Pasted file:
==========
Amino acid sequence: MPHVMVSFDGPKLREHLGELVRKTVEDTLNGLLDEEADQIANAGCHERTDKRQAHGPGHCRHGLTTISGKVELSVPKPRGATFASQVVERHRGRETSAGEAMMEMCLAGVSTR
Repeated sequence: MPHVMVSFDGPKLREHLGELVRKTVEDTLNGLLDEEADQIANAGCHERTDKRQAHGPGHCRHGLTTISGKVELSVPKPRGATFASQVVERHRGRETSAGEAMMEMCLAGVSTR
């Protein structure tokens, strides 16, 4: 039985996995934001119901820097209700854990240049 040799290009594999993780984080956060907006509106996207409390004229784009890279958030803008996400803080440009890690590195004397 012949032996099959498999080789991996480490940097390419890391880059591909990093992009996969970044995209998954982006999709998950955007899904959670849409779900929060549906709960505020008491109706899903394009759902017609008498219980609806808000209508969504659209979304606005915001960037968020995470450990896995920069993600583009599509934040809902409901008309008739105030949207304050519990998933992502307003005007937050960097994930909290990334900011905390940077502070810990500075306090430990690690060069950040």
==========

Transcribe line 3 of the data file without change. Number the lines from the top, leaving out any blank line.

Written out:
């Protein structure tokens, strides 16, 4: 039985996995934001119901820097209700854990240049 040799290009594999993780984080956060907006509106996207409390004229784009890279958030803008996400803080440009890690590195004397 012949032996099959498999080789991996480490940097390419890391880059591909990093992009996969970044995209998954982006999709998950955007899904959670849409779900929060549906709960505020008491109706899903394009759902017609008498219980609806808000209508969504659209979304606005915001960037968020995470450990896995920069993600583009599509934040809902409901008309008739105030949207304050519990998933992502307003005007937050960097994930909290990334900011905390940077502070810990500075306090430990690690060069950040």